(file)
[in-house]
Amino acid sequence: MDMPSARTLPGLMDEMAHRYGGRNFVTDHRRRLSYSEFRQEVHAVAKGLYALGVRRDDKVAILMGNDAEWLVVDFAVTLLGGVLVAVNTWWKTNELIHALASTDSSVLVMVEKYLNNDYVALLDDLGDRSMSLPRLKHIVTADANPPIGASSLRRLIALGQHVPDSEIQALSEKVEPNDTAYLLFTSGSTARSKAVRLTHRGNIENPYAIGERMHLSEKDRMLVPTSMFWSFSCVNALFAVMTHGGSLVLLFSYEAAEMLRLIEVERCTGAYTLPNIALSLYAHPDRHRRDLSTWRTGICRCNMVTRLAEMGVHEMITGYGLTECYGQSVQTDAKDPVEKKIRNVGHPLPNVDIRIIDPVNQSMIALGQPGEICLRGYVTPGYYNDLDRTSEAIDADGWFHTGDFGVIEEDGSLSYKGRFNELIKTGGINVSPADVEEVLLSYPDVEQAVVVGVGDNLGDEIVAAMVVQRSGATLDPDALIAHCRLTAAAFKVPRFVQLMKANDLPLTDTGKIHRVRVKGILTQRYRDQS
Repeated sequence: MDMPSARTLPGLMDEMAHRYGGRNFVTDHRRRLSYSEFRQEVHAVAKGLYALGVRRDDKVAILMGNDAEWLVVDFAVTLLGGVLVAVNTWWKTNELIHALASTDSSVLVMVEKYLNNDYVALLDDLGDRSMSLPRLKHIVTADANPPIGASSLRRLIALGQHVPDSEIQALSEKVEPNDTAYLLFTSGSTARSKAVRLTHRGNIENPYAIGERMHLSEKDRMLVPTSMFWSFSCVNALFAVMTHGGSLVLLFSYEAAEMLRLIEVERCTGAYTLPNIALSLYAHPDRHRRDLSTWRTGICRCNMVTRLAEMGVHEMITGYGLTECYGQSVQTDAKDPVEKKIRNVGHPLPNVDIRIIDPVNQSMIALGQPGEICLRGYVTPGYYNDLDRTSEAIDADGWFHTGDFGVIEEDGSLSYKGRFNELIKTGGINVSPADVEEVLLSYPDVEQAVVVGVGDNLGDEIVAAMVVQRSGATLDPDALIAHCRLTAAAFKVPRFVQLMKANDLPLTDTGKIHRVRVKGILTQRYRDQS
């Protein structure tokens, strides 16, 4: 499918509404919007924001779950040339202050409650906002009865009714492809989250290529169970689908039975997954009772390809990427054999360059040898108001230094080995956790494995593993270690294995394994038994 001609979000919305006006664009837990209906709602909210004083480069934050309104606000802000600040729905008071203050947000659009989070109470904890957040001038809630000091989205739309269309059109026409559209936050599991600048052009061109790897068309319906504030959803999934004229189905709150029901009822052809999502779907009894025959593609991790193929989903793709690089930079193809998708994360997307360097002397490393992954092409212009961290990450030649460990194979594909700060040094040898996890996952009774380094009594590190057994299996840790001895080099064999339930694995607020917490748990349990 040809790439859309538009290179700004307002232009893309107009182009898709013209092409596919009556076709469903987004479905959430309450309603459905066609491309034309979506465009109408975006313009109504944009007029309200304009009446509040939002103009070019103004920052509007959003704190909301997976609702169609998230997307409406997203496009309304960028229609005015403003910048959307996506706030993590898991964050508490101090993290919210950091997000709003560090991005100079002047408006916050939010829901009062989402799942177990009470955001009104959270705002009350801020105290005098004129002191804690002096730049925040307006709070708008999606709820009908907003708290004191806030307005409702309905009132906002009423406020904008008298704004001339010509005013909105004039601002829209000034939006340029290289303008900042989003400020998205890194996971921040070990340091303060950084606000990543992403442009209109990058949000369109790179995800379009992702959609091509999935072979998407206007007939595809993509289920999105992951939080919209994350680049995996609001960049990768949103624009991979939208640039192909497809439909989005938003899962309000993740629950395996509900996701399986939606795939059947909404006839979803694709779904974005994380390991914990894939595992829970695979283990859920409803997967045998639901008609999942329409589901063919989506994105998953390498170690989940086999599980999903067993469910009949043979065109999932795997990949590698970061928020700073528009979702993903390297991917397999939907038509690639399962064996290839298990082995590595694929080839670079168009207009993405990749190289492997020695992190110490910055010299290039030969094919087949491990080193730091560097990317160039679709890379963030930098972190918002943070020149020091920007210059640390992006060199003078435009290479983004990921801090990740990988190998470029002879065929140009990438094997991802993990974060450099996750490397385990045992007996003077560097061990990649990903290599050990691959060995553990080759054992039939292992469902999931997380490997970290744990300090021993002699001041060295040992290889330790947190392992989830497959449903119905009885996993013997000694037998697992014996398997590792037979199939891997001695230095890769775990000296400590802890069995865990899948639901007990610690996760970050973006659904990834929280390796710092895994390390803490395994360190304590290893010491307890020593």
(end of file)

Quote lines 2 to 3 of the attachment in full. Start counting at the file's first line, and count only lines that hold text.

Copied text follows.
Amino acid sequence: MDMPSARTLPGLMDEMAHRYGGRNFVTDHRRRLSYSEFRQEVHAVAKGLYALGVRRDDKVAILMGNDAEWLVVDFAVTLLGGVLVAVNTWWKTNELIHALASTDSSVLVMVEKYLNNDYVALLDDLGDRSMSLPRLKHIVTADANPPIGASSLRRLIALGQHVPDSEIQALSEKVEPNDTAYLLFTSGSTARSKAVRLTHRGNIENPYAIGERMHLSEKDRMLVPTSMFWSFSCVNALFAVMTHGGSLVLLFSYEAAEMLRLIEVERCTGAYTLPNIALSLYAHPDRHRRDLSTWRTGICRCNMVTRLAEMGVHEMITGYGLTECYGQSVQTDAKDPVEKKIRNVGHPLPNVDIRIIDPVNQSMIALGQPGEICLRGYVTPGYYNDLDRTSEAIDADGWFHTGDFGVIEEDGSLSYKGRFNELIKTGGINVSPADVEEVLLSYPDVEQAVVVGVGDNLGDEIVAAMVVQRSGATLDPDALIAHCRLTAAAFKVPRFVQLMKANDLPLTDTGKIHRVRVKGILTQRYRDQS
Repeated sequence: MDMPSARTLPGLMDEMAHRYGGRNFVTDHRRRLSYSEFRQEVHAVAKGLYALGVRRDDKVAILMGNDAEWLVVDFAVTLLGGVLVAVNTWWKTNELIHALASTDSSVLVMVEKYLNNDYVALLDDLGDRSMSLPRLKHIVTADANPPIGASSLRRLIALGQHVPDSEIQALSEKVEPNDTAYLLFTSGSTARSKAVRLTHRGNIENPYAIGERMHLSEKDRMLVPTSMFWSFSCVNALFAVMTHGGSLVLLFSYEAAEMLRLIEVERCTGAYTLPNIALSLYAHPDRHRRDLSTWRTGICRCNMVTRLAEMGVHEMITGYGLTECYGQSVQTDAKDPVEKKIRNVGHPLPNVDIRIIDPVNQSMIALGQPGEICLRGYVTPGYYNDLDRTSEAIDADGWFHTGDFGVIEEDGSLSYKGRFNELIKTGGINVSPADVEEVLLSYPDVEQAVVVGVGDNLGDEIVAAMVVQRSGATLDPDALIAHCRLTAAAFKVPRFVQLMKANDLPLTDTGKIHRVRVKGILTQRYRDQS